NIOSHTIC-2 Publications Search
Perceived and measured hearing ability in construction laborers and farmers.
Kerr MJ; McCullagh M; Savik K; Dvorak LA
Am J Ind Med 2003 Oct; 44(4):431-437
Background: Construction and farming are characterized by small independently operated enterprises; few are included in hearing loss prevention programs. This study describes perceived and measured hearing ability among construction laborers and farmers in order to further the Healthy People 2010 goal to reduce noise-induced hearing loss (NIHL). Methods: Construction laborers (n=147) and farmers (n=150) had screening audiograms at their workplace and a farm show, respectively. The relationship of the audiograms with a one-item measure of perceived hearing ability was explored using non-parametric statistics. Results: At the 4,000 Hz frequency, indicative of NIHL, a high percentage of both groups exhibited hearing loss greater than 25 dB: laborers 53%, farmers 67%. Perceived hearing ability was significantly worse (P<0.05) for workers with a measured hearing loss. The sensitivities of perceived hearing loss compared to audiometry ranged from 0.30 to 0.72 suggesting that perceived hearing loss was not a good indicator of actual hearing loss in this sample. Conclusions: The poor relationship between perceived and actual hearing loss in this study suggests that best practice requires inclusion of audiometric screening as part of a complete hearing loss prevention program. Future development of an improved instrument to measure perceived hearing ability may be useful in assessing this dimension of hearing.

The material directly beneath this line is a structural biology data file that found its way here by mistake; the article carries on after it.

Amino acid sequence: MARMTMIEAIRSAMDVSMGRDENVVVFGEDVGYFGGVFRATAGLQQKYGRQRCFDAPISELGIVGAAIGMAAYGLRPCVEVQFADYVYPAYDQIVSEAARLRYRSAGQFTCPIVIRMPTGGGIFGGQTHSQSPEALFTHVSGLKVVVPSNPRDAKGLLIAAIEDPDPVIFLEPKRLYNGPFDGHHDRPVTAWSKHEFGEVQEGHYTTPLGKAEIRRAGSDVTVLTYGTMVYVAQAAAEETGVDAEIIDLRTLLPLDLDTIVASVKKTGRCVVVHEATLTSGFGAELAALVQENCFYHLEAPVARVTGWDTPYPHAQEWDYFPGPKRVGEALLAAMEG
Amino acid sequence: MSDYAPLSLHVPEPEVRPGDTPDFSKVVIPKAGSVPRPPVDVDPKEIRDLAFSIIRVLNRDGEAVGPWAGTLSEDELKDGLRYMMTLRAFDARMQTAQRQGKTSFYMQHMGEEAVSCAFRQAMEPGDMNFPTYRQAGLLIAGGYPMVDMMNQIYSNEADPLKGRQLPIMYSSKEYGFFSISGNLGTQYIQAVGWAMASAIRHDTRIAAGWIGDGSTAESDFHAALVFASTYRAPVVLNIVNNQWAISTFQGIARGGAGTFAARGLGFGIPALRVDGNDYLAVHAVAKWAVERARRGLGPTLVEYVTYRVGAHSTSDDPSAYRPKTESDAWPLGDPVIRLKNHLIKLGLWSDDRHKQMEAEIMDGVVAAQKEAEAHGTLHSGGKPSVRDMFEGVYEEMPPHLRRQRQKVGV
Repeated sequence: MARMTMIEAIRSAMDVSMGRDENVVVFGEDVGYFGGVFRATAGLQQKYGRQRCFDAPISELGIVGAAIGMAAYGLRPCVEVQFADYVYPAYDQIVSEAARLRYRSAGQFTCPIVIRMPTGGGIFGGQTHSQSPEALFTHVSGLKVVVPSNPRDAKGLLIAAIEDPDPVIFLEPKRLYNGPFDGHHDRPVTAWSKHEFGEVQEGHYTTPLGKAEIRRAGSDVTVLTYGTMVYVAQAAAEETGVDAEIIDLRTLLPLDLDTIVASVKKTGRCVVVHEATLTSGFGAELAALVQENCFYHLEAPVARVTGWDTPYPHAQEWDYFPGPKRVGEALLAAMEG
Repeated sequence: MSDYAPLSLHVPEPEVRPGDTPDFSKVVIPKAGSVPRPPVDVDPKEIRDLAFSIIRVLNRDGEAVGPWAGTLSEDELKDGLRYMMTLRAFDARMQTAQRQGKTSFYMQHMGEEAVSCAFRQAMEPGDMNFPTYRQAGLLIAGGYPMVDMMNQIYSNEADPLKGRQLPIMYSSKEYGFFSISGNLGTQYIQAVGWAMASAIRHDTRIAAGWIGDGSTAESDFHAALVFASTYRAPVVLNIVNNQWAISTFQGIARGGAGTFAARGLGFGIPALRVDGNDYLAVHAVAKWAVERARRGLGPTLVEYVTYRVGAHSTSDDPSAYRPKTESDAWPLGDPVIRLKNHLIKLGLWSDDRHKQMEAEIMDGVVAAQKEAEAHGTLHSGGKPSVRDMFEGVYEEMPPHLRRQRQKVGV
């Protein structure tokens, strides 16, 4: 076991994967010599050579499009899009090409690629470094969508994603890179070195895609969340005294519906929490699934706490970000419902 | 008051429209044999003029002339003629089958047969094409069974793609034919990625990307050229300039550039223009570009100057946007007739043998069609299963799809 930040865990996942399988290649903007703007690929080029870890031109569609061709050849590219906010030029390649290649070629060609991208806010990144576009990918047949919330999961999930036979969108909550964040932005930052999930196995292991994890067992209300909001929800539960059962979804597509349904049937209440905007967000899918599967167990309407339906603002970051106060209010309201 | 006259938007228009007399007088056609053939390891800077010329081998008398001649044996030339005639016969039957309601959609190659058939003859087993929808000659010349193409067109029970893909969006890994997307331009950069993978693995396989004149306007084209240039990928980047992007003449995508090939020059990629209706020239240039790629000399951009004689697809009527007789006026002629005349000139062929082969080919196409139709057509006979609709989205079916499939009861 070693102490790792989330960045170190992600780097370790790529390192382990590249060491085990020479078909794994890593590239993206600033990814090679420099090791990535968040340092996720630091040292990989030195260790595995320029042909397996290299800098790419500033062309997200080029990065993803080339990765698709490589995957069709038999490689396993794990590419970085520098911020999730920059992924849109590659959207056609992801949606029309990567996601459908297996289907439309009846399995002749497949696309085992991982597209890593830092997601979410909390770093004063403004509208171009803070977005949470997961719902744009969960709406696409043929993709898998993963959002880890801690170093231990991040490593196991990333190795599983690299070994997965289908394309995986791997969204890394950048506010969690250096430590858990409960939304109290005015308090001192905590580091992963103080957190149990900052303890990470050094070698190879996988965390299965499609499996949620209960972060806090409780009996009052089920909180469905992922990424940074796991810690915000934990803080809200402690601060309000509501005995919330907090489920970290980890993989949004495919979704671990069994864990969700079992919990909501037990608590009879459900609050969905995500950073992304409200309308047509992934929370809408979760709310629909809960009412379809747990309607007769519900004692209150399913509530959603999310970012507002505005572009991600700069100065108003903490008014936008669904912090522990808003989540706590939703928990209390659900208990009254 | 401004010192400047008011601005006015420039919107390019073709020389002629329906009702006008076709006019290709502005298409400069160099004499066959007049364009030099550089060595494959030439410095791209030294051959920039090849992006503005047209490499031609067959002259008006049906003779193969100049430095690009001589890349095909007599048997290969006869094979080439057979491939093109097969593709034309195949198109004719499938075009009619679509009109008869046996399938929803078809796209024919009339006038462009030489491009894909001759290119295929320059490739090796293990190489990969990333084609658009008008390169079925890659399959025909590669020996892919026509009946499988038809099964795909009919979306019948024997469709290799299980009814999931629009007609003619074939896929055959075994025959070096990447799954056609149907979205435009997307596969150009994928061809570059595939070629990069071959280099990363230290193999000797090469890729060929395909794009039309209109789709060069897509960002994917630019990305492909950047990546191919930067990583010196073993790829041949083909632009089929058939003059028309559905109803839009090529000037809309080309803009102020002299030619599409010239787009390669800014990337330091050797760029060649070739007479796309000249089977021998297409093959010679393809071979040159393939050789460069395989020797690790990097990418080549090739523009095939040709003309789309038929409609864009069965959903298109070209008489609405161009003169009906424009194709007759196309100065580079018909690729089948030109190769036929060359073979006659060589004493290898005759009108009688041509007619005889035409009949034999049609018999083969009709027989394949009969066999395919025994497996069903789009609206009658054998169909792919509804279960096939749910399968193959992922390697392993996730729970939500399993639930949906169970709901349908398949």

Agricultural-industry; Agricultural-workers; Audiological-testing; Audiometry; Auditory-system; Construction-industry; Construction-workers; Farmers; Hearing-impairment; Hearing-level; Hearing-loss; Hearing-threshold; Author Keywords: noise-induced hearing loss; audiometric evaluation; construction; agriculture
Marjorie McCullagh, P.O. Box 5055, 136 Sudro Hall, North Dakota State University, Fargo, ND 58105-5055
Issue of Publication
American Journal of Industrial Medicine
University of Minnesota Twin Cities
Page last reviewed: May 8, 2020Content source: National Institute for Occupational Safety and Health Education and Information Division